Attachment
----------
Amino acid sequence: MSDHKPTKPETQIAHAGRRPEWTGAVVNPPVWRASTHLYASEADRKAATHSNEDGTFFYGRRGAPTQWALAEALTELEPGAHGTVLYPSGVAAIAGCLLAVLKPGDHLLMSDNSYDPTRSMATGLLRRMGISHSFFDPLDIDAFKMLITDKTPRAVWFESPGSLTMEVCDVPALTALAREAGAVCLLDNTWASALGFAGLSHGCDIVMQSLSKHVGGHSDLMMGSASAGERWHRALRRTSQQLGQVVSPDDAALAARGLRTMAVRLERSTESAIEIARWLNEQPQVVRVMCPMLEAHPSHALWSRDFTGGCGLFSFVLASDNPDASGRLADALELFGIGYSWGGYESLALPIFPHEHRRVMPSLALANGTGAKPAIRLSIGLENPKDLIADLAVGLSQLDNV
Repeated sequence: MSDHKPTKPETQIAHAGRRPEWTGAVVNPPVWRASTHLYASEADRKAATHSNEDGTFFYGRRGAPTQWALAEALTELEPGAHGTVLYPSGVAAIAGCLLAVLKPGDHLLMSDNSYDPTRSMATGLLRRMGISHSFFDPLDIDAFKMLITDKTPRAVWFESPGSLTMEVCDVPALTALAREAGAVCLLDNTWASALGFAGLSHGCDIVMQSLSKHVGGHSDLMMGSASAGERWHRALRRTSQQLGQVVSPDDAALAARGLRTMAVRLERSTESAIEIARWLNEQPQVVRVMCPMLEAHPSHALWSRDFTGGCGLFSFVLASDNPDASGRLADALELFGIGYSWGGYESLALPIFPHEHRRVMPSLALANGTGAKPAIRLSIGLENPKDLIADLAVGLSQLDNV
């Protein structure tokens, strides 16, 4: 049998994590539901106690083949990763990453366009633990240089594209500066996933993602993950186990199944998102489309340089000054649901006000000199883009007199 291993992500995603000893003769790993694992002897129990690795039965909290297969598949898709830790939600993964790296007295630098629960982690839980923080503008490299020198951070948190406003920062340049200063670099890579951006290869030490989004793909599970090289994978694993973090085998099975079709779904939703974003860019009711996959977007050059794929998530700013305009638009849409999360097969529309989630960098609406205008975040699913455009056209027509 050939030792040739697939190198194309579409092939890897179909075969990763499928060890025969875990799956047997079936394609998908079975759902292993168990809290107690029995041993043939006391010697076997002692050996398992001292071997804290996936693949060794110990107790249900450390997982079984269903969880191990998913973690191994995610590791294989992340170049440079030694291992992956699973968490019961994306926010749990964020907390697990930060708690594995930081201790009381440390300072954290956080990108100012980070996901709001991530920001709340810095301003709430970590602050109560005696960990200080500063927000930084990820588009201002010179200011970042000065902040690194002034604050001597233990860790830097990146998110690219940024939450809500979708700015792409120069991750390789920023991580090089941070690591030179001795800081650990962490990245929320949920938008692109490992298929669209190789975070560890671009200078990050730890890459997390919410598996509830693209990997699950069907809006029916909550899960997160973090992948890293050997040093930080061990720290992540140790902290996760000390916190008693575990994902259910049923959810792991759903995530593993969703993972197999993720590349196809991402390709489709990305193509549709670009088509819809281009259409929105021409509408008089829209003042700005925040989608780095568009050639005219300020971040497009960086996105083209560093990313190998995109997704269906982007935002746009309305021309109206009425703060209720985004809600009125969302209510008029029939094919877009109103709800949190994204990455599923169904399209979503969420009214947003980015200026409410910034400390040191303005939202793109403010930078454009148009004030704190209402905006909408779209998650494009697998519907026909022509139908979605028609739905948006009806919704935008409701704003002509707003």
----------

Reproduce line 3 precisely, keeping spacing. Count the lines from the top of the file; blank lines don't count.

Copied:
């Protein structure tokens, strides 16, 4: 049998994590539901106690083949990763990453366009633990240089594209500066996933993602993950186990199944998102489309340089000054649901006000000199883009007199 291993992500995603000893003769790993694992002897129990690795039965909290297969598949898709830790939600993964790296007295630098629960982690839980923080503008490299020198951070948190406003920062340049200063670099890579951006290869030490989004793909599970090289994978694993973090085998099975079709779904939703974003860019009711996959977007050059794929998530700013305009638009849409999360097969529309989630960098609406205008975040699913455009056209027509 050939030792040739697939190198194309579409092939890897179909075969990763499928060890025969875990799956047997079936394609998908079975759902292993168990809290107690029995041993043939006391010697076997002692050996398992001292071997804290996936693949060794110990107790249900450390997982079984269903969880191990998913973690191994995610590791294989992340170049440079030694291992992956699973968490019961994306926010749990964020907390697990930060708690594995930081201790009381440390300072954290956080990108100012980070996901709001991530920001709340810095301003709430970590602050109560005696960990200080500063927000930084990820588009201002010179200011970042000065902040690194002034604050001597233990860790830097990146998110690219940024939450809500979708700015792409120069991750390789920023991580090089941070690591030179001795800081650990962490990245929320949920938008692109490992298929669209190789975070560890671009200078990050730890890459997390919410598996509830693209990997699950069907809006029916909550899960997160973090992948890293050997040093930080061990720290992540140790902290996760000390916190008693575990994902259910049923959810792991759903995530593993969703993972197999993720590349196809991402390709489709990305193509549709670009088509819809281009259409929105021409509408008089829209003042700005925040989608780095568009050639005219300020971040497009960086996105083209560093990313190998995109997704269906982007935002746009309305021309109206009425703060209720985004809600009125969302209510008029029939094919877009109103709800949190994204990455599923169904399209979503969420009214947003980015200026409410910034400390040191303005939202793109403010930078454009148009004030704190209402905006909408779209998650494009697998519907026909022509139908979605028609739905948006009806919704935008409701704003002509707003």